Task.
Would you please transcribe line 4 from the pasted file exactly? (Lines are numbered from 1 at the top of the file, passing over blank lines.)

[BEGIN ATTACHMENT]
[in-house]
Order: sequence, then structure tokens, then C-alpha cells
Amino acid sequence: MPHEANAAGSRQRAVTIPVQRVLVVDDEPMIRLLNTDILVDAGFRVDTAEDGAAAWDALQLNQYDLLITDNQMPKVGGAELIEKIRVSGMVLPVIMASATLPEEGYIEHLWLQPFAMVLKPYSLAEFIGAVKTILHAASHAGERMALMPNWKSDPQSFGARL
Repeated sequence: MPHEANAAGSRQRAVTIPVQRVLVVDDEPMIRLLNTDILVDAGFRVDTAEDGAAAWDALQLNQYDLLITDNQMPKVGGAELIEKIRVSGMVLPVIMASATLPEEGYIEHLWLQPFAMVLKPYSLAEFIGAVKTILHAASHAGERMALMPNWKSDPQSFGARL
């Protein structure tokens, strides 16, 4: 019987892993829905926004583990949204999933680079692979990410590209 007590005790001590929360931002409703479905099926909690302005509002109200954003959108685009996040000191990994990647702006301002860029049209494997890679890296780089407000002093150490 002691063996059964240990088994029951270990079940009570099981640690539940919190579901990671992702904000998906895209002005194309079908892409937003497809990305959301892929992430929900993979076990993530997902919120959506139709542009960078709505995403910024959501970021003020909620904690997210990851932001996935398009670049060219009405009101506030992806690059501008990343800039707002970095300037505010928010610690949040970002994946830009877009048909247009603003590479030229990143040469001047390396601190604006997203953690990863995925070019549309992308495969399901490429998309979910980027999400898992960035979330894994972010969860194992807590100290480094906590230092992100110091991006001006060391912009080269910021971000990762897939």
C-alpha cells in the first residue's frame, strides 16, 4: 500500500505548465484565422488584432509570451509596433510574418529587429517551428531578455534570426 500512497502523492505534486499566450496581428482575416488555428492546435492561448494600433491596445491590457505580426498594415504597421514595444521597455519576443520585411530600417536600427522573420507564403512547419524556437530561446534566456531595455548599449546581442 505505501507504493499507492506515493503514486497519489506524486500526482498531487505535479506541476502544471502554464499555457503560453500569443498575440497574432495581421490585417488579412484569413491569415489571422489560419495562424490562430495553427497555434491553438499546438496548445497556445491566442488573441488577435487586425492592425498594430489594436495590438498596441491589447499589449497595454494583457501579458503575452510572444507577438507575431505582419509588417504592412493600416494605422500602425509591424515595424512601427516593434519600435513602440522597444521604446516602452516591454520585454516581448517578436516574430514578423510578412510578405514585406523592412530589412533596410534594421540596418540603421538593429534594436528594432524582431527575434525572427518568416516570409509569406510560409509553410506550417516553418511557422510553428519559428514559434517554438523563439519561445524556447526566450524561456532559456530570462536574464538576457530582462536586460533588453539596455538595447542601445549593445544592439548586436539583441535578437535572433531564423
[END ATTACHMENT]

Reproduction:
Repeated sequence: MPHEANAAGSRQRAVTIPVQRVLVVDDEPMIRLLNTDILVDAGFRVDTAEDGAAAWDALQLNQYDLLITDNQMPKVGGAELIEKIRVSGMVLPVIMASATLPEEGYIEHLWLQPFAMVLKPYSLAEFIGAVKTILHAASHAGERMALMPNWKSDPQSFGARL